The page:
Posted by Alexa Rivetti, UCB student intern, UCOP. For universities on the semester system, school starts in just a few days. For those on the quarter system, there’s weeks left. Either way, now is the time to pick up a good book and get on your summer reading.
The UCB summer reading list includes recommendations from students, faculty, and IT staff like Giulia Hill, programmer analyst at the UC Berkeley Library. Hill’s review for The Innovators, by Walter Isaacson, stands out because of UC’s commitment to fostering innovation amongst IT professionals.
Hopefully, we all get a little time to sit down with a good book this summer. If you need some inspiration here is Giulia’s review:
“Before Page, Brin, Jobs, and Gates there were many others whose innovations helped to make email a commonplace form of communication. The Innovators take the reader on a 150+ year journey through new computational concepts and ways to apply them through physical devices, a success in which where nobody can really claim center stage because it’s a collective contribution that has made it all possible.
Having been a CS student at Cal in the early 90s, it was fun and a nostalgia trigger to read about Mosaic and the time when Linux was just at its beginning rather than the base of Android or the platform of choice for many business enterprises. The book is fairly detailed about the early times: a nice feature since the reader is most likely familiar with the more contemporary developments and probably not acquainted with the first-steps contributions. The role of interaction between the players and how their personalities and circumstances affected the outcomes – or lack of them – is another interesting facet for a field where often only the mechanics are outlined, and one more way to point out how collaboration among many people was the necessary glue for these innovations. A bit surprising is the comparatively large space given to Gates compared to the skimpy chapter on Jobs, but that could be due to Walter Isaacson not wanting to repeat what he had already extensively presented in his previous book about Apple’s founder.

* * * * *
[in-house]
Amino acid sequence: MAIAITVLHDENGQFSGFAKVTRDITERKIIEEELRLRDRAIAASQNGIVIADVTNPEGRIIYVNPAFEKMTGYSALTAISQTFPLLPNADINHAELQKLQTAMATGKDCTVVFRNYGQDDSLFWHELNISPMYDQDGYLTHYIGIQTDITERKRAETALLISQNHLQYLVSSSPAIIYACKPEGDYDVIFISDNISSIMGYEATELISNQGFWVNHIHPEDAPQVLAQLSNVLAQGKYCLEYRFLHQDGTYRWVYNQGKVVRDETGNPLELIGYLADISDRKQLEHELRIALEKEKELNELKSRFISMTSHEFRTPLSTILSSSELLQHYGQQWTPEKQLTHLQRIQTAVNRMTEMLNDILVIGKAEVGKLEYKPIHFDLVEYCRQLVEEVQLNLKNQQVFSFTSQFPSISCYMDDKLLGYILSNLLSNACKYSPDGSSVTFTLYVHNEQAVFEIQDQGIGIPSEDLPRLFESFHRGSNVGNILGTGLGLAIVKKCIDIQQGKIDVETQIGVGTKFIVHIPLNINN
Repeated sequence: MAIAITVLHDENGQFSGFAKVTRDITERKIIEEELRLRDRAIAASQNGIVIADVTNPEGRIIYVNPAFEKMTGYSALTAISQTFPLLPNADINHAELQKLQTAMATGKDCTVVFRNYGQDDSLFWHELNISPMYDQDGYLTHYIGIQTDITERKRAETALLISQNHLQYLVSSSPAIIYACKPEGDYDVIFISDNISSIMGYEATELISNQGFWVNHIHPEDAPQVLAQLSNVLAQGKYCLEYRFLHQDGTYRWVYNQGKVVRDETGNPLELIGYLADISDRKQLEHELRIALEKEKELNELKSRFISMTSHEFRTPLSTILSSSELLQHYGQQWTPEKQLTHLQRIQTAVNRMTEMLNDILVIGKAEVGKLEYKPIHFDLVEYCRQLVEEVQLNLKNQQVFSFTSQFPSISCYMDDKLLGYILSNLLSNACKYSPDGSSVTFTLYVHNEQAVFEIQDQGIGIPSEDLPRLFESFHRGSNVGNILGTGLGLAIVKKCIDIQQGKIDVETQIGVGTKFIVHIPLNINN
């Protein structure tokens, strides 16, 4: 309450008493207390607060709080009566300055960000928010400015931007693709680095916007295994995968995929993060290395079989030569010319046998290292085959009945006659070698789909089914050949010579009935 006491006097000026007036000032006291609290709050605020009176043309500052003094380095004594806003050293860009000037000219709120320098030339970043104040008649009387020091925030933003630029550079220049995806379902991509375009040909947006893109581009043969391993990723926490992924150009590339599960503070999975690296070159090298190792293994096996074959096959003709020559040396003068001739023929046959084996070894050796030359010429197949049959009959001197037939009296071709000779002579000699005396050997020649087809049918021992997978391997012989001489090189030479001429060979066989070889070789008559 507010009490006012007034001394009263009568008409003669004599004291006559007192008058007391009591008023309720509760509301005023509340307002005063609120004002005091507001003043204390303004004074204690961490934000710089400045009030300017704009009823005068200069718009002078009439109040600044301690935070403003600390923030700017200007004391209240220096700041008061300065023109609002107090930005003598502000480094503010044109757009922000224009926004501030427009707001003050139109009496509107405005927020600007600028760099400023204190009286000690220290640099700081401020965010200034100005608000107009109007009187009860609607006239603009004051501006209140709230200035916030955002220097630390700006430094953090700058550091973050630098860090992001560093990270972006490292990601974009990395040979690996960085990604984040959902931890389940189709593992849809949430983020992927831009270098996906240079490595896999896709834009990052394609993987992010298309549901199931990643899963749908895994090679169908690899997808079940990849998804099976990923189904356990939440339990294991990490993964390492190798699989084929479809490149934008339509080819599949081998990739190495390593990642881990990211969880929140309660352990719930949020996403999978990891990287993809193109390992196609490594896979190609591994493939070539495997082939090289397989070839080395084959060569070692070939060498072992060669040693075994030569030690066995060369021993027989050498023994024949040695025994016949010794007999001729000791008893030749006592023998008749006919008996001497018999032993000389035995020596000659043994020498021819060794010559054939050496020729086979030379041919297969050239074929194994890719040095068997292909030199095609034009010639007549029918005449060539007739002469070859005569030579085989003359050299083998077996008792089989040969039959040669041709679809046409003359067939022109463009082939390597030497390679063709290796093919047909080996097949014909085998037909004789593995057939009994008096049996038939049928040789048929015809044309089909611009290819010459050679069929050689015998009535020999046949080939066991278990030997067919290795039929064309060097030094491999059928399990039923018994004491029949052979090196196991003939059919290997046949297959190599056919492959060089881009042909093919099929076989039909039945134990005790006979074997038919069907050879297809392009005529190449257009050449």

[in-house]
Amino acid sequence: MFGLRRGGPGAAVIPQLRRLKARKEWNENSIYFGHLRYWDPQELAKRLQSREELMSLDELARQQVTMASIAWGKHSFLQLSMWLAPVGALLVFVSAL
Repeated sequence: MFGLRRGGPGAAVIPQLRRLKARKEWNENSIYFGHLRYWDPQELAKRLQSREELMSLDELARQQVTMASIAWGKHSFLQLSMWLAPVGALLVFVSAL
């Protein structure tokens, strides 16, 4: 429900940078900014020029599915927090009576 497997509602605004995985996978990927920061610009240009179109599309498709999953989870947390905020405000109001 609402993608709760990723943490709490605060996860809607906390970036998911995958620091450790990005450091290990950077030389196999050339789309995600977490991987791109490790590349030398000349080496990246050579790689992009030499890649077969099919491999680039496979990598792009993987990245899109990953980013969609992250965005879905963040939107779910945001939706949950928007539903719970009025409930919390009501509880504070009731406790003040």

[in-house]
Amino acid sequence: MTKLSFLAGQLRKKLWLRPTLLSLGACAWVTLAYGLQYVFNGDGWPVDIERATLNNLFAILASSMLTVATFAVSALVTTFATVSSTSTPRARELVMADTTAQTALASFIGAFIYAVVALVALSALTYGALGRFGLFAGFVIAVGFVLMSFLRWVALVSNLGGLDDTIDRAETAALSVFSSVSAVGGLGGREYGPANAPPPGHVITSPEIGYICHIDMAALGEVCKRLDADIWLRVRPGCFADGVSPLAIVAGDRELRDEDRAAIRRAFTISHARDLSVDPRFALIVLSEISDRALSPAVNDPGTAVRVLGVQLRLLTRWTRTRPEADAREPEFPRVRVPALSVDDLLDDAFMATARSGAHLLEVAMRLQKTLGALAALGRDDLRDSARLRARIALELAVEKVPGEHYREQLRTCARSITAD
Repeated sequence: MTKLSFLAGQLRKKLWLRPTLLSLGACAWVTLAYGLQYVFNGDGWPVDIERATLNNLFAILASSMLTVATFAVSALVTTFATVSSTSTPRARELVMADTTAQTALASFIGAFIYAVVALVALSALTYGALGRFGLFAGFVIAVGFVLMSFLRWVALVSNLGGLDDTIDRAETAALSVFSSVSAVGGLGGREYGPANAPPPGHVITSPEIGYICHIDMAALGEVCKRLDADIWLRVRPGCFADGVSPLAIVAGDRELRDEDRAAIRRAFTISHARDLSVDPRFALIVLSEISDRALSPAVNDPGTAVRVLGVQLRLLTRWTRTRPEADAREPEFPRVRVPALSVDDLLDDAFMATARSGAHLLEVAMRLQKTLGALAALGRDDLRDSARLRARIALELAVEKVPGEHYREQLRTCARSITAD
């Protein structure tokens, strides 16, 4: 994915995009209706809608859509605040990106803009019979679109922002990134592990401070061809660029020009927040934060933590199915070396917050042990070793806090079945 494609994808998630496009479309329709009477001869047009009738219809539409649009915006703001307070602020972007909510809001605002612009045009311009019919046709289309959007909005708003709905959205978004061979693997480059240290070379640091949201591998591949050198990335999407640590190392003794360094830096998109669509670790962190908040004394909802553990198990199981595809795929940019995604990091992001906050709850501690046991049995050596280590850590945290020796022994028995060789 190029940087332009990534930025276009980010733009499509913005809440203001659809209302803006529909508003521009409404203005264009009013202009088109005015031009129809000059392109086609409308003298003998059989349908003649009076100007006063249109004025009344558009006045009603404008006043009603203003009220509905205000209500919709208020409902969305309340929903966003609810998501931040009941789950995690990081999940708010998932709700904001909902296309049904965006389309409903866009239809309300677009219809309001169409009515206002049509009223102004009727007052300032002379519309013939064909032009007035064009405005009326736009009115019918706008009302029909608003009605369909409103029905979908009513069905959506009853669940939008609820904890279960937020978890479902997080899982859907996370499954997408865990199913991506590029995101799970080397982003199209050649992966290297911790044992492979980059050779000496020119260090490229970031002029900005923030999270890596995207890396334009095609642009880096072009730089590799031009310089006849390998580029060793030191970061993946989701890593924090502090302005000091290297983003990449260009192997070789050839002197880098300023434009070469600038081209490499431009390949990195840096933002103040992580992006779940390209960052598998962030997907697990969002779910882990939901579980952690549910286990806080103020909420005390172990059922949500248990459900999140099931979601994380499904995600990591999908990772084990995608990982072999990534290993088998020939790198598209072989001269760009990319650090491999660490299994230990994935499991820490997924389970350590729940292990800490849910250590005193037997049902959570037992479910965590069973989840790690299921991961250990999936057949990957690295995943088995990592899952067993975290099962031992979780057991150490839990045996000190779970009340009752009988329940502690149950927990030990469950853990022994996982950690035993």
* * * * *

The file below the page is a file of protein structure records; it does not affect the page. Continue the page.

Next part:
A fast read written in clear, direct language, accessible to non-IT/CS readers, but still interesting and engaging for the ones who are.”
Looking for more summer reading recommendations? Check out the full UC Berkeley summer reading list.